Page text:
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|Other Titles:||Constructing a Translation Theory Befitting Taiwan's Cultural Landscape|
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This paper proposes a translation theory in keeping with Taiwan's long history of being colonized, its multi-ethnic situation, and the shaping role played by Confucianism, Buddhism, and Taoism in the thinking pattern of the predominant Han ethnic group. Zen Buddhism and Walter Benjamin's translation theory are major points of reference in an attempt to formulate a workable theoretical framework. The Spanish and Dutch colonizers created romanization systems based on the speeches of Taiwan's aboriginal tribes while the Japanese and Chinese rulers imposed their languages on the Taiwanese in the name of establishing a common language. The Spanish and Dutch took the steps apparently out of an understanding that language is not limited to the function of communication, but has more to do with historical and cultural factors. Viewed from this perspective, translation shouldn't set its goal merely as an exchange of messages, but should aim, instead, for the incommunicable dimensions of language. The practice of denying binary oppositions by Zen masters may point out a way of how this can be achieved. By shocking an uninitiated person out of the habitual pattern of cognition, Zen masters may trigger in him torrents of unrestrained instincts which would otherwise be stratified into various forms of obsession. In the same vein, translation should be viewed as an activity carried on neither at the realm of the original language, nor at that of the target language. The liminal position it occupies sets off mechanisms in which new possibilities can emerge.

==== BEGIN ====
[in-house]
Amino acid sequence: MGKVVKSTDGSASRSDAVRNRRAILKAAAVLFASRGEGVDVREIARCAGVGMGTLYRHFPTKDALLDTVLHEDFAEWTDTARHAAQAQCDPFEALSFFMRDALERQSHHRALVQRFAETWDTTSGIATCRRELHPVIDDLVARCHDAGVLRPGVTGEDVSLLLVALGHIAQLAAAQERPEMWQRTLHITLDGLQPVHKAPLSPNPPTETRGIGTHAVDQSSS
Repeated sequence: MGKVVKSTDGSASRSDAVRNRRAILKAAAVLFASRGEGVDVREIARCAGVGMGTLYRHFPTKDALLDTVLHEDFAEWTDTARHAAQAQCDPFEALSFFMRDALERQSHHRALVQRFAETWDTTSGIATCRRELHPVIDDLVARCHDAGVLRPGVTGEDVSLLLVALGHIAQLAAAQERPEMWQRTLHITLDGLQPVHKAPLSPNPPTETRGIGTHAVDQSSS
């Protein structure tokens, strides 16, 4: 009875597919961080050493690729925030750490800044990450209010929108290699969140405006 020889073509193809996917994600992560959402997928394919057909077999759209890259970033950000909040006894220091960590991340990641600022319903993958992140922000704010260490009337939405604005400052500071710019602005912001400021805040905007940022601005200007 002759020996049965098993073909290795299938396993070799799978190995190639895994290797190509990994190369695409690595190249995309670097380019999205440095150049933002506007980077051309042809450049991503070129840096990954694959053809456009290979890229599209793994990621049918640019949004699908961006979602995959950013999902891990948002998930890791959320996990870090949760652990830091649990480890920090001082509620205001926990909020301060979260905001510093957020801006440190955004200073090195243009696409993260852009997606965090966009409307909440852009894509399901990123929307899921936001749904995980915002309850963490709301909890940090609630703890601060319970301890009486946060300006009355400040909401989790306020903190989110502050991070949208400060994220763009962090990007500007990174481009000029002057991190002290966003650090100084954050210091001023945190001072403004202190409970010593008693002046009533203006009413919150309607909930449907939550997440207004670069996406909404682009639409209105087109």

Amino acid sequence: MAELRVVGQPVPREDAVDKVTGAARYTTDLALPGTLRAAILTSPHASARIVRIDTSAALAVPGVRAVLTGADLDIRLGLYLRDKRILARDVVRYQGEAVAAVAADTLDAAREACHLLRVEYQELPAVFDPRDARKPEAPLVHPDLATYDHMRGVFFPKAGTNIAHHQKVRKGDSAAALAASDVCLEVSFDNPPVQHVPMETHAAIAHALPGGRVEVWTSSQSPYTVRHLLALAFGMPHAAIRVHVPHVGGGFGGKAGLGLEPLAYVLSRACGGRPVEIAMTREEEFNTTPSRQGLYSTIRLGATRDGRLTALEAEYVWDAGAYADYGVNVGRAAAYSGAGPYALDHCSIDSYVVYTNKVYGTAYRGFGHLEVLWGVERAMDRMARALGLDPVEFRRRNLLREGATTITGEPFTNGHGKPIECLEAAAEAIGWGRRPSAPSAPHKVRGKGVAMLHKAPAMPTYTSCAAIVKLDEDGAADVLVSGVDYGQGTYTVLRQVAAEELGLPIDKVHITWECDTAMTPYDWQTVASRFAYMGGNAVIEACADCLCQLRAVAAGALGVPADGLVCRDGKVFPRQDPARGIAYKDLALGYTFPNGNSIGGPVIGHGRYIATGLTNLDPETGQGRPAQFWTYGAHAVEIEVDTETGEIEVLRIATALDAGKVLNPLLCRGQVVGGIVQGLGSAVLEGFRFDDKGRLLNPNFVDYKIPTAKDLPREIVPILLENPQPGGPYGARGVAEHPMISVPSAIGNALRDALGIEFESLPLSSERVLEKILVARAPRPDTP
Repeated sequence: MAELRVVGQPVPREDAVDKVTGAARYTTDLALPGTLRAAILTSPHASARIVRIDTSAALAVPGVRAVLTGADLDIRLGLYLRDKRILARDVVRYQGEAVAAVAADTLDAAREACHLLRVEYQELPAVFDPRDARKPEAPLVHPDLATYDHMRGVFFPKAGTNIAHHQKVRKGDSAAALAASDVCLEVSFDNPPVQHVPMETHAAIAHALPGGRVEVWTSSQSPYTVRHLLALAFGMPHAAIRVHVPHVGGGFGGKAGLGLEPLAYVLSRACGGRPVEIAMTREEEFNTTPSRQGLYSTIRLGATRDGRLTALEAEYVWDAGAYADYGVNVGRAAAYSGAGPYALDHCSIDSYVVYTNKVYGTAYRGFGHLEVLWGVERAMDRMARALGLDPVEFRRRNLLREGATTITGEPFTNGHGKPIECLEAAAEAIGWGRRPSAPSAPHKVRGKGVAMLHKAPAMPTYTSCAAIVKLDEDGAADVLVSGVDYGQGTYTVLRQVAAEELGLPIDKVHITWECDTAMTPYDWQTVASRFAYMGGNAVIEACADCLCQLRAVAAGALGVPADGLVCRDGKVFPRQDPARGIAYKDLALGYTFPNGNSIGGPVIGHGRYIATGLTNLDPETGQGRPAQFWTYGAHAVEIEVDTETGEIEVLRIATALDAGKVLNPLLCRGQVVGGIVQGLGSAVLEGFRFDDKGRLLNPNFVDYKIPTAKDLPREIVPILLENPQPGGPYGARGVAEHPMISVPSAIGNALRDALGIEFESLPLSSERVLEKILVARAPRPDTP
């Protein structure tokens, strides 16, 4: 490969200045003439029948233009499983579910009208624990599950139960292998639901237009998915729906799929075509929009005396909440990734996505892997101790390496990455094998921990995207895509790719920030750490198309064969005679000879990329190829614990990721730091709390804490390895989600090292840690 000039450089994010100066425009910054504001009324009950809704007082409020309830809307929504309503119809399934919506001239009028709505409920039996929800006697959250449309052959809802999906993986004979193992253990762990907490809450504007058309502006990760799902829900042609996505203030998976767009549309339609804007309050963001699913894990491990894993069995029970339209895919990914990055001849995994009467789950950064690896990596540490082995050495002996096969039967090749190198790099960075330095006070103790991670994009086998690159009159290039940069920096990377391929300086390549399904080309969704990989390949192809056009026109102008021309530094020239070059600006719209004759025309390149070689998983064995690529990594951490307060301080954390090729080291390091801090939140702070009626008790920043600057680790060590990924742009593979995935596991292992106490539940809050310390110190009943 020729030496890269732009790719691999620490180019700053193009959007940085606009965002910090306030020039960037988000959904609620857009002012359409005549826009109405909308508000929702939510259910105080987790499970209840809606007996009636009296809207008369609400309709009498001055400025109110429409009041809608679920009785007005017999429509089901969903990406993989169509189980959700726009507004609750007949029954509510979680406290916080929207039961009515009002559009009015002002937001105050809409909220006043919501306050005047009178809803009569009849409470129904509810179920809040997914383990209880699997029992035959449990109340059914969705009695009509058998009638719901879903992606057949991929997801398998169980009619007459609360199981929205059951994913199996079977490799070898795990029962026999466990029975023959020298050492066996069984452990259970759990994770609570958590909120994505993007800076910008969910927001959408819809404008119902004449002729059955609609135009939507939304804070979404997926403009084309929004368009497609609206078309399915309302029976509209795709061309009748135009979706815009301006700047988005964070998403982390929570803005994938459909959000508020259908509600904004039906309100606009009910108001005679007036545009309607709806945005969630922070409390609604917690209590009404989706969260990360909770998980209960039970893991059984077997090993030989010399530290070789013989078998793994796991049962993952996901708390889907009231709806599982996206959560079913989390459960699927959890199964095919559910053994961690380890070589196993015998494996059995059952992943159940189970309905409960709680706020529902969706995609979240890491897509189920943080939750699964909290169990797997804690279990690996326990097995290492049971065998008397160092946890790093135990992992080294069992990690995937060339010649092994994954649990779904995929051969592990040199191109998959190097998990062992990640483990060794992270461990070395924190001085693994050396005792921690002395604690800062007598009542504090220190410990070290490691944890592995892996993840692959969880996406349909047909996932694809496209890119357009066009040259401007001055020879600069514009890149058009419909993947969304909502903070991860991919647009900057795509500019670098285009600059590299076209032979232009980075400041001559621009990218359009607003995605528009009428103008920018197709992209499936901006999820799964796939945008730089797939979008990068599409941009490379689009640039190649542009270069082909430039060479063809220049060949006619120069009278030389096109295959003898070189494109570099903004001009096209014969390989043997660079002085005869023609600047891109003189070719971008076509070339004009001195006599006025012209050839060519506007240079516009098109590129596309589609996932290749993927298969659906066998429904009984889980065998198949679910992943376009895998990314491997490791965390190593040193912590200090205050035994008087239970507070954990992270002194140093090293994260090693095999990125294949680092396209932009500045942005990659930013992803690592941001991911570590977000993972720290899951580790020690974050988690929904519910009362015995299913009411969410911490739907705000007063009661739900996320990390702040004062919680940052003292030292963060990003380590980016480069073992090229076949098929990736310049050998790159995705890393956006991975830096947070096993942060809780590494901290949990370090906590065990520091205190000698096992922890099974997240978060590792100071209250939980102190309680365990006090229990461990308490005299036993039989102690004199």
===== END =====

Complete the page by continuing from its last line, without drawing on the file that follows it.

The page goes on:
|Appears in Collections:||師大學報|
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